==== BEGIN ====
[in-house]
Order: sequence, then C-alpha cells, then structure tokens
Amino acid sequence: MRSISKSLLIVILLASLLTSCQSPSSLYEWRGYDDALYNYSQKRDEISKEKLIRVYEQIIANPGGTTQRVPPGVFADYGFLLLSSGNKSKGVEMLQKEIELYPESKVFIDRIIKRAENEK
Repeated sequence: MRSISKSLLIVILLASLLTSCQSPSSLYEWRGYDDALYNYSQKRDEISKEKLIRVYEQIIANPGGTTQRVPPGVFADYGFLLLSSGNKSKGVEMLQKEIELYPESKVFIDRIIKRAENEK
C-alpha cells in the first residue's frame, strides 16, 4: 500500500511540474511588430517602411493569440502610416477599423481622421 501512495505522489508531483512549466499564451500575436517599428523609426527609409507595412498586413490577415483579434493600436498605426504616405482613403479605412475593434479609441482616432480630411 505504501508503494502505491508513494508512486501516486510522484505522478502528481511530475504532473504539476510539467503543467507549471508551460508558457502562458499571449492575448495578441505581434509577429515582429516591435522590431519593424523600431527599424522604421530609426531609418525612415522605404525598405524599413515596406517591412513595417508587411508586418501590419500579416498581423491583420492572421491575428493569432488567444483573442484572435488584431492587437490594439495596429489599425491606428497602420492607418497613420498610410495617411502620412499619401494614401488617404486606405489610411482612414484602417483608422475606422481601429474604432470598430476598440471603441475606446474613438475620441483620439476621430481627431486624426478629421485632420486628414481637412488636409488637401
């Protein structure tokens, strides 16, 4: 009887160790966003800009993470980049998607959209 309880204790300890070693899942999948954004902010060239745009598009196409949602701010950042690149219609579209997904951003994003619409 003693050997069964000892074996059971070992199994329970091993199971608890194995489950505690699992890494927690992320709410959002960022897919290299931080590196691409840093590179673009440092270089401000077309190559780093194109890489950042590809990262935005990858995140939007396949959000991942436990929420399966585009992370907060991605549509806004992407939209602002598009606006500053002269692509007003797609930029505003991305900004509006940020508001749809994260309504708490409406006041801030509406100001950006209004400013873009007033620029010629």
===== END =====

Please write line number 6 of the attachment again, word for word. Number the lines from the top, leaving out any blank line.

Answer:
């Protein structure tokens, strides 16, 4: 009887160790966003800009993470980049998607959209 309880204790300890070693899942999948954004902010060239745009598009196409949602701010950042690149219609579209997904951003994003619409 003693050997069964000892074996059971070992199994329970091993199971608890194995489950505690699992890494927690992320709410959002960022897919290299931080590196691409840093590179673009440092270089401000077309190559780093194109890489950042590809990262935005990858995140939007396949959000991942436990929420399966585009992370907060991605549509806004992407939209602002598009606006500053002269692509007003797609930029505003991305900004509006940020508001749809994260309504708490409406006041801030509406100001950006209004400013873009007033620029010629």